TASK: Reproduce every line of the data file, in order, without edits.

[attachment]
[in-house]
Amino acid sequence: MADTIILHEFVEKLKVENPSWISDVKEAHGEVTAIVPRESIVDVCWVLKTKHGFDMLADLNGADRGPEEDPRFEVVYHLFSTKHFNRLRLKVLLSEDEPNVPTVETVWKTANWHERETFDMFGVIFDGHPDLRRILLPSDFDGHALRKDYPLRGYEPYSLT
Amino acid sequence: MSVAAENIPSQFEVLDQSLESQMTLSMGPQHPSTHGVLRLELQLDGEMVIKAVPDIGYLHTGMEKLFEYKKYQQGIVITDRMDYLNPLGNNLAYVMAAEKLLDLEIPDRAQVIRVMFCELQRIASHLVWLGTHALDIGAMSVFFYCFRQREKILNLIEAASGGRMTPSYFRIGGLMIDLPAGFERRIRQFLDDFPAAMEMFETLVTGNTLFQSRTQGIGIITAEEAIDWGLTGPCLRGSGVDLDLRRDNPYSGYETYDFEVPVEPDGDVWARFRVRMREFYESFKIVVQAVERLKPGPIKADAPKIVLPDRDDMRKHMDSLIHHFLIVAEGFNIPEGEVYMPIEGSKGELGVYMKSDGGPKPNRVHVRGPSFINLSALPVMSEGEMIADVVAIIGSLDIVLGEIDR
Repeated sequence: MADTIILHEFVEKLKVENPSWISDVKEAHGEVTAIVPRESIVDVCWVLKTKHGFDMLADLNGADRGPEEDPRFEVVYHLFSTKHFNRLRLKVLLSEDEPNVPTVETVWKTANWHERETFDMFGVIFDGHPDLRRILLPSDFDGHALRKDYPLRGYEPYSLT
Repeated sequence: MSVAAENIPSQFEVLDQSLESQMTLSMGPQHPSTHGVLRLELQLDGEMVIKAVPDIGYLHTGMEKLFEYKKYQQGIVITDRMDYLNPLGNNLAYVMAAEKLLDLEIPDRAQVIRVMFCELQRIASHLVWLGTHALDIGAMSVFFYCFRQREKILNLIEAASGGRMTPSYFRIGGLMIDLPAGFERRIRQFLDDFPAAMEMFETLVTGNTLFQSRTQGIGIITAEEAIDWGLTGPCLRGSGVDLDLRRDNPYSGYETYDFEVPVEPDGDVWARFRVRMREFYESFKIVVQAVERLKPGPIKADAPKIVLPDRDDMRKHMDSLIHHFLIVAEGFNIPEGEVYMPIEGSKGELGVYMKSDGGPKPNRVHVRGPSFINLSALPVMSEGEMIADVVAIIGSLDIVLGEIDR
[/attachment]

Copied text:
[in-house]
Amino acid sequence: MADTIILHEFVEKLKVENPSWISDVKEAHGEVTAIVPRESIVDVCWVLKTKHGFDMLADLNGADRGPEEDPRFEVVYHLFSTKHFNRLRLKVLLSEDEPNVPTVETVWKTANWHERETFDMFGVIFDGHPDLRRILLPSDFDGHALRKDYPLRGYEPYSLT
Amino acid sequence: MSVAAENIPSQFEVLDQSLESQMTLSMGPQHPSTHGVLRLELQLDGEMVIKAVPDIGYLHTGMEKLFEYKKYQQGIVITDRMDYLNPLGNNLAYVMAAEKLLDLEIPDRAQVIRVMFCELQRIASHLVWLGTHALDIGAMSVFFYCFRQREKILNLIEAASGGRMTPSYFRIGGLMIDLPAGFERRIRQFLDDFPAAMEMFETLVTGNTLFQSRTQGIGIITAEEAIDWGLTGPCLRGSGVDLDLRRDNPYSGYETYDFEVPVEPDGDVWARFRVRMREFYESFKIVVQAVERLKPGPIKADAPKIVLPDRDDMRKHMDSLIHHFLIVAEGFNIPEGEVYMPIEGSKGELGVYMKSDGGPKPNRVHVRGPSFINLSALPVMSEGEMIADVVAIIGSLDIVLGEIDR
Repeated sequence: MADTIILHEFVEKLKVENPSWISDVKEAHGEVTAIVPRESIVDVCWVLKTKHGFDMLADLNGADRGPEEDPRFEVVYHLFSTKHFNRLRLKVLLSEDEPNVPTVETVWKTANWHERETFDMFGVIFDGHPDLRRILLPSDFDGHALRKDYPLRGYEPYSLT
Repeated sequence: MSVAAENIPSQFEVLDQSLESQMTLSMGPQHPSTHGVLRLELQLDGEMVIKAVPDIGYLHTGMEKLFEYKKYQQGIVITDRMDYLNPLGNNLAYVMAAEKLLDLEIPDRAQVIRVMFCELQRIASHLVWLGTHALDIGAMSVFFYCFRQREKILNLIEAASGGRMTPSYFRIGGLMIDLPAGFERRIRQFLDDFPAAMEMFETLVTGNTLFQSRTQGIGIITAEEAIDWGLTGPCLRGSGVDLDLRRDNPYSGYETYDFEVPVEPDGDVWARFRVRMREFYESFKIVVQAVERLKPGPIKADAPKIVLPDRDDMRKHMDSLIHHFLIVAEGFNIPEGEVYMPIEGSKGELGVYMKSDGGPKPNRVHVRGPSFINLSALPVMSEGEMIADVVAIIGSLDIVLGEIDR